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RE: VMs: F66r
I'm a little disappointed by the quality of this thread - ISTM that we
should be more advanced in our reasoning on this matter.
> Sorry to disappoint.
(1) We have a document which appears to have been bound out of order.
Evidence: the well-known plumbing mismatch in the balneo section, and from
the Currier A/B bifolio mixups throughout the herbal section - and there
are also indications that the balneo section is misordered in other ways.
> Um... yeah. The 'plumbing' mismatch and A/B mixups are speculative
assumptions that lead one to believe things are out of order, but hardly
offer proof. Sure, I would love to say the plumbing mismatch is absolute
evidence of mis-order - but it could just be coincidence that they line up
(2) The crude "heavy painting" (ie not fine details, like the nymphs'
mouths and cheeks) was done once the current binding was in place.
Evidence: all the bleed-across between pages, the observation that we see
bleed-across between Currier A bifolios and Currier B bifolios, and the
fact that we only see bleed-across in places where we would expect from the
> Possibly, or they've been stuck in this order for 300 years and
even a little moisture may have caused staining across the facing pages...
sorry, I'm not convinced that's evidence of when the painting took place -
(3) The VMs' alphabet is strongly influenced by Tironian notae, and not
influenced by Arabic numerals at all. Evidence: the word-initial and
word-final EVA <y> seems a direct steal, and EVA <d>, <q>, <o> and <y> were
plainly not conceived as numbers.
> Sorry... I really don't see this as evidence or fact; still a good theory
(4) The VMs' writing dates to before 1500 - if it's much later than 1500,
it's someone trying to emulate pre-1500 writing. Evidence: its humanist
hand, and its reliance on Tironian notae (largely forgotten by 1500, if we
take Trithemius' "Armenian psalter" story at face value).
> Still more speculation that 'might' support one theory.
(5) The foliation is in a mid-Renaissance schooled hand, the Latinised
quiration is in a hasty early Renaissance academic or monastic hand.
Evidence: just look at them.
> Okay - surely you're more an expert on this than anybody else here. I can
only say that the quiration matches the numerical set shown on some
website dating to the 12th or 14th century or something like that. The
is certainly different, I agree.
From this, we can construct a logical sequence for the construction of
these main layers - but how we interpret that sequence is another matter...
> We could suppose a logical sequence IF we took all of the above as
statements and not speculation.
(A) Pre-1500, a document is constructed. Only a little colour is used
(though perhaps some colours faded, but might still be detectable by
different scanning techniques?)
> Not convinced here. I don't see any reason to believe that most of the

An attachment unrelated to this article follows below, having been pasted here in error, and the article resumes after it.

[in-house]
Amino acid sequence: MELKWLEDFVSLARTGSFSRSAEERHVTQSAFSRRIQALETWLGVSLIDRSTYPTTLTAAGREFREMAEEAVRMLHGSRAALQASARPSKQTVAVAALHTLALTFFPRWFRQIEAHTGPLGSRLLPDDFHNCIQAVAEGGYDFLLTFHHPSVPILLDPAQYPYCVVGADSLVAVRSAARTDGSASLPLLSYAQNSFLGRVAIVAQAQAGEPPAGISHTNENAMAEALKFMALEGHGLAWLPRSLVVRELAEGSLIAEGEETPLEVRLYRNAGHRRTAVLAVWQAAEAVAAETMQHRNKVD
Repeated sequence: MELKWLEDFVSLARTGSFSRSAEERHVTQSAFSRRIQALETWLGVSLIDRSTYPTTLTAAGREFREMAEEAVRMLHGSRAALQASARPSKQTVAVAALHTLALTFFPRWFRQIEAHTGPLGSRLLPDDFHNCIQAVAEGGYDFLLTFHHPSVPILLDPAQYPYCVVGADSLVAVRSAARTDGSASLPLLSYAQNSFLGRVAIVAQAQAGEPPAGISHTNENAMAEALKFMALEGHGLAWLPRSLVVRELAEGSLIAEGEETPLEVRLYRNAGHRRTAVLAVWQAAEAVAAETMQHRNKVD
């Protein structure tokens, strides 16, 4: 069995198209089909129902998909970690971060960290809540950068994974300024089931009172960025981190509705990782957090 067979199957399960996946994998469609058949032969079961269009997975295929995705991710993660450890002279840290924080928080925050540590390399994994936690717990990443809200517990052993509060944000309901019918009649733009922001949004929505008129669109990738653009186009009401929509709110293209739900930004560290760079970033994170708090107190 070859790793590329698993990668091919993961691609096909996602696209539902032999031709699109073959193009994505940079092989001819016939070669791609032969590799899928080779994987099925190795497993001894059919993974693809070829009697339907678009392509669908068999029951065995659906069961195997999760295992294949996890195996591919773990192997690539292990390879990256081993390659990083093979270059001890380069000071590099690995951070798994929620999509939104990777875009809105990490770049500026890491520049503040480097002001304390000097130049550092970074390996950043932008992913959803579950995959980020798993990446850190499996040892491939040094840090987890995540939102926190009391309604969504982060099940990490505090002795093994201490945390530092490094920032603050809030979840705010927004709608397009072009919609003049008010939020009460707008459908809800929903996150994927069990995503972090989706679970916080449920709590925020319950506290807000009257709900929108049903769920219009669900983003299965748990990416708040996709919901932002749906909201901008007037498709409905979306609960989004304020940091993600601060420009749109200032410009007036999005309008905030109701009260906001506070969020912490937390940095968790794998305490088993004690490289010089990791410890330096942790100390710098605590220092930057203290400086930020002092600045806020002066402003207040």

wasn't there to begin with. The bleed through theory doesn't convince me -
but hey, I'm
not an expert either so what does it matter.
(B) The document is rebound
> Actually rebound assumes that it was bound once before this step. Why
not be possible to have kept the bifolios separate until you had too many of
them to manage
and finally got around to do some binding.
(C) The document is over-painted (perhaps beautified for re-sale?)
(D) Post-1500, the document has quire signatures added
> Now, we can talk about rebinding, but this time the guy who's doing the
rebinding can't read
the text, but does understand a little about quire numbers and what they
> Then perhaps quire 9 falls out, and somebody who doesn't know anything
about quire numbers
picks it up and shoves it back in where it fell out, hoping the owner won't
notice it had fallen apart
in his hands.
(E) Post-1550 (say), the document has foliation added
> Nah... the guy who through the codex back together above decided to
number the pages so that if
the pages fell out again he'd know exactly where they go. Note that both
halves of bifolio 12 were present along
with all the missing pages at this time. They were cut out or lost even
There is no evidence here to suggest (for example) that the quiration or
foliation was done by the original author: there is no evidence to suggest
that it was constructed for any particular purpose. There is, however,
evidence to suggest that the original author(s) left most of it uncoloured
(a *real* ugly duckling!), and that most of the colouring/painting was done
by someone later (and, I'd add, probably quite unconnected except through
> There is no evidence here to suggest that the quiration wasn't done by
the original author (as you suggest the numbering system used is much older
those in the foliation), I agree that the foliation certainly wasn't.
Evidence is very
thin for the colour comments in my view... but we'll have to wait and see.
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